Friday, 18 December 2015

16 days in Uzbekistan

Long overdue post on my solo September/October trip to Uzbekistan. Here are the details: 
Day 1: arrive in Tashkent at 1935hrs (from Beijing)
Day 2: Tashkent
Day 3: train to Samarkand (high-speed rail which took just 2 hours)
Day 4: Samarkand
Samarkand's famed Registan 
Day 5: train to Bukhara (took about 6 hours)
Day 6: Bukhara
Day 7: Bukhara
Day 8: morning shared taxi to Nukus, with a change at Beruni (all in all about 8 hours)
the lone mulberry tree in the courtyard
of Kalon Mosque, Bukhara
Day 9: day trip to Moynaq; Savitsky Museum, a bit of a walk around Nukus
Day 10: shared taxi to Khiva via Urgench (approximately 3 hours)
Day 11: Khiva
Day 12: Khiva
Day 13: Khiva; night flight to Tashkent (Uzbekistan Airways)
Day 14: Tashkent
Day 15: Tashkent
Day 16: Tashkent; flew out at night

Samarkand: 2 nights felt just about right. There are a few places to see in the city.
Bukhara: 2 nights here are good too. It helps that your entrance ticket for a number of sites are good for at least 2 days (ditto Khiva).
Khiva: spend a night here if you don't want to linger too long. Or two nights, provided you leave in the morning.
Tashkent: some interesting architecture (look out for the rocket-looking Banking Association building near Navoiy Park).

Some things to take note of

Amir Temur Maydoni as seen from
Hotel Uzbekistan, Tashkent
Visa: I'm not sure who won't need a visa to Uzbekistan. It's neighbours and Russia perhaps? :) but depending on which country you come from, you might/not need a letter of invitation before the embassy will process your request. This you can arrange from travel companies such as or

Flying in: plenty of airlines can get you to Tashkent/Urgench, e.g. Uzbekistan Airways, Aeroflot, Asiana, China Southern, Air Astana

ceiling work at Tosh Hovli, Khiva
To/from the airport: taxis are available though you're going to have to haggle before you get into one. I paid 2USD (about 10,000 som on the black market at the time of my visit) for my ride into the city which is about 4-5 km away. Buses and marshrutkas are available right outside once you manage to walk past the many cabbies waiting to pounce on you (ok not quite). Their routes are marked out on a board at the respective bus stops. Note that they operate only till around 10.30pm. If in doubt, ask someone.

Travelling around Tashkent: the city has a pretty good metro system. get a token (1,000 som) at the kassa office. do note that you'll be stopped for bag checks before you're allowed on the platform. Once there, don't even try to take photos. apart from the metro, there are taxis, buses and marshrutkas.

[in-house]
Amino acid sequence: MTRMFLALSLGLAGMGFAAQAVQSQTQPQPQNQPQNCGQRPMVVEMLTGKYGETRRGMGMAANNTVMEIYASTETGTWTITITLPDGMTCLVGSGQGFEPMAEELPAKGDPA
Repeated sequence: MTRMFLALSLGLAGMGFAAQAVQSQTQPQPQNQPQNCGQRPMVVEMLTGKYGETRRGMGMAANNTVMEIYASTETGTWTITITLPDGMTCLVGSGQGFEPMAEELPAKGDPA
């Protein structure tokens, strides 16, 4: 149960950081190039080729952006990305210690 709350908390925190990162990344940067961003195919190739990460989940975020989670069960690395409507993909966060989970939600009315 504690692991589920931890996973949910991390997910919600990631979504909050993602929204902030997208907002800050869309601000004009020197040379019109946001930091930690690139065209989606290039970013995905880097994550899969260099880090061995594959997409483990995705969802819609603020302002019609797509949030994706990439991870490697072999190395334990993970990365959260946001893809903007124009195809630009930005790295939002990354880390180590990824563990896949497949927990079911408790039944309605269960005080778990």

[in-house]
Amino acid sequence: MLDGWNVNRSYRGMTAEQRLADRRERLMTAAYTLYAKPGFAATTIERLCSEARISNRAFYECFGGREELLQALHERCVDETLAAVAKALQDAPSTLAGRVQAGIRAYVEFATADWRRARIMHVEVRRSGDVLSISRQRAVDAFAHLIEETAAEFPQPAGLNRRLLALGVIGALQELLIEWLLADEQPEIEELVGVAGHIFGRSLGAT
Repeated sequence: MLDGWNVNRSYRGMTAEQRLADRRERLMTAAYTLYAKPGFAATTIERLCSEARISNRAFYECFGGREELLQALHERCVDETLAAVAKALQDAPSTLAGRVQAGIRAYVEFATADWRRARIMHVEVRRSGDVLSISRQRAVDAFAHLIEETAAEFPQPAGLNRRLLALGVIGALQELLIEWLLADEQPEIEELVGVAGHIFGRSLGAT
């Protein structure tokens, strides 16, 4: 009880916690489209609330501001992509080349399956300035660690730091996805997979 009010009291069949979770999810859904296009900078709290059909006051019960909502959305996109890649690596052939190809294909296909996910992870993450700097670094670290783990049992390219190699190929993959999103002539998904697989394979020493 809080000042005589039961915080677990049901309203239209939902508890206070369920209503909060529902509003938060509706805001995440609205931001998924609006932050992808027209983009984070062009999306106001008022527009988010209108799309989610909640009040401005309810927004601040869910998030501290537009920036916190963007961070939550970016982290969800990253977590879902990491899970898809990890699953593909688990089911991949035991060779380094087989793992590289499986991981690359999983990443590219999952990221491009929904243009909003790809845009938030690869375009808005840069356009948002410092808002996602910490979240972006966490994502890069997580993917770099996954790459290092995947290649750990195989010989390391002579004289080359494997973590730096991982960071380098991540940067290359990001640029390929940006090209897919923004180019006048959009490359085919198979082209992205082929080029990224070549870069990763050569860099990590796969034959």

a mausoleum at Shah-i-Zinda,
a UNESCO World Heritage Site
Inter-city travel: trains are clean and reliable. Tashkent's railway station connects you with most parts of the country. There are buses too but I was told not to bother. Shared taxis are another option, but you'd have to wait till the car is filled to capacity before the driver decides to push off. Flights are available too, which you can book on sites like

panoramic view of Khiva
Money: you'll pay for virtually everything in the local currency (soms). You can exchange them from the airport. Problem is, the rate isn't particularly attractive, especially since the black market rate could get you double or more (even if it's illegal to do this). However, refrain from changing from your taxi driver. Pay him in USD (they're usually willing to accept this). Do your exchange at your hotel/guesthouse, or ask them where you can get the black market rate. Then again, you might just find the dealer coming to you instead. Do check to make sure you're getting the right amount. It's not uncommon (especially if you fall into the trap of changing money from cabbies) to find yourself with less than what was agreed, or your stack of notes interspersed with smaller denominations. 

if you have a camera, you're going to make instant friends

Dressing: Uzbekistan may be a Muslim country but it's secular to a fault. Having said that, don't be mistaken into thinking that walking around in a pair of tiny shorts will be ok. To be safe, stick to T-shirts/blouse, jeans/pants, knee-length shorts, or observe how locals dress before toying with the idea of something a little more adventurous.

Ship Cemetery at what was once the Aral Sea, Moynaq
What if I don't know Cyrillic: Most places have signs in Russian and Uzbek, the latter being written in Roman alphabets so you shouldn't feel completely helpless. Having said that, you'll definitely find people who can speak English. Most tourist sites/restaurants/cafes would have signs/menus in English. If eating establishments don't, they'd at least be able to verbally tell you what they have (even if it's in halting English).

How safe is it: I found Uzbekistan to be very safe.


Inside Central Asia by Dilip Hiro 
The Railway by Hamid Ismailov
Shadow of the Silk Road by Colin Thubron

More images at instagram, @kevusingh

Thursday, 7 May 2015

"Iran? Are You Mad?"

Stained-glass windows of Masjed-e Nasir-al-Molk, Shiraz
My trip to Iran was at least 5 years in the making. It was either a case of not finding the right time, worrying about the visa, or having to deal with my mum who vehemently rejected the idea. But as they say, some things are better late than never. This entry hopes to fill information gaps you may still have about this beautiful country.

Is it safe?

Tehran's iconic Azaadi Tower